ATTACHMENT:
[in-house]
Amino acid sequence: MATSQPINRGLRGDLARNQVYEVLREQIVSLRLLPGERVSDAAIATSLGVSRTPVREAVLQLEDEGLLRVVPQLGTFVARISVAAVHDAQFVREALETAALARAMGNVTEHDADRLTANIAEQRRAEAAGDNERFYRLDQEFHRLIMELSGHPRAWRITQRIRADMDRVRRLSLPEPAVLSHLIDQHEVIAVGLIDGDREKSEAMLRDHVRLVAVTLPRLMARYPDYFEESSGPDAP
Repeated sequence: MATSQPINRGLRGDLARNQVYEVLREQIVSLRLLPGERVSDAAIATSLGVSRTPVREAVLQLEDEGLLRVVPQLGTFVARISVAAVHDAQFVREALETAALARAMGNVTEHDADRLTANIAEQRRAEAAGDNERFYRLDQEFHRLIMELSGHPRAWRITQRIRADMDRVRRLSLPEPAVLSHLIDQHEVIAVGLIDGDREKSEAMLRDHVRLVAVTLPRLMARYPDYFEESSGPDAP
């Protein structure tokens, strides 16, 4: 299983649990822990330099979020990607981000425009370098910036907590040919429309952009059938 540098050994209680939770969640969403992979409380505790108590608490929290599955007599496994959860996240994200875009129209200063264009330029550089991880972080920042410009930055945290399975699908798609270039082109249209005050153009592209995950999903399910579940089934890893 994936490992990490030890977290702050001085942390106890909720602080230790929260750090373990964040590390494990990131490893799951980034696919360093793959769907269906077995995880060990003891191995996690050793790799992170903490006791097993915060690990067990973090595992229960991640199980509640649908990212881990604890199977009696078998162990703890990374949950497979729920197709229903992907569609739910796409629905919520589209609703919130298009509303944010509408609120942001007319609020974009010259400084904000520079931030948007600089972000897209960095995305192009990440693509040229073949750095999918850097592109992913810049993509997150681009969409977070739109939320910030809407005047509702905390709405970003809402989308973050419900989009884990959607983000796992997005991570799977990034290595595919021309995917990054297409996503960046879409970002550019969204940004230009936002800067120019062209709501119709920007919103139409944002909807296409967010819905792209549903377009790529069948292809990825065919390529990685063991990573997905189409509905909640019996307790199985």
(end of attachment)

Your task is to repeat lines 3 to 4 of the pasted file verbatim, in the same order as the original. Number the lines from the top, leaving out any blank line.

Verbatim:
Repeated sequence: MATSQPINRGLRGDLARNQVYEVLREQIVSLRLLPGERVSDAAIATSLGVSRTPVREAVLQLEDEGLLRVVPQLGTFVARISVAAVHDAQFVREALETAALARAMGNVTEHDADRLTANIAEQRRAEAAGDNERFYRLDQEFHRLIMELSGHPRAWRITQRIRADMDRVRRLSLPEPAVLSHLIDQHEVIAVGLIDGDREKSEAMLRDHVRLVAVTLPRLMARYPDYFEESSGPDAP
């Protein structure tokens, strides 16, 4: 299983649990822990330099979020990607981000425009370098910036907590040919429309952009059938 540098050994209680939770969640969403992979409380505790108590608490929290599955007599496994959860996240994200875009129209200063264009330029550089991880972080920042410009930055945290399975699908798609270039082109249209005050153009592209995950999903399910579940089934890893 994936490992990490030890977290702050001085942390106890909720602080230790929260750090373990964040590390494990990131490893799951980034696919360093793959769907269906077995995880060990003891191995996690050793790799992170903490006791097993915060690990067990973090595992229960991640199980509640649908990212881990604890199977009696078998162990703890990374949950497979729920197709229903992907569609739910796409629905919520589209609703919130298009509303944010509408609120942001007319609020974009010259400084904000520079931030948007600089972000897209960095995305192009990440693509040229073949750095999918850097592109992913810049993509997150681009969409977070739109939320910030809407005047509702905390709405970003809402989308973050419900989009884990959607983000796992997005991570799977990034290595595919021309995917990054297409996503960046879409970002550019969204940004230009936002800067120019062209709501119709920007919103139409944002909807296409967010819905792209549903377009790529069948292809990825065919390529990685063991990573997905189409509905909640019996307790199985």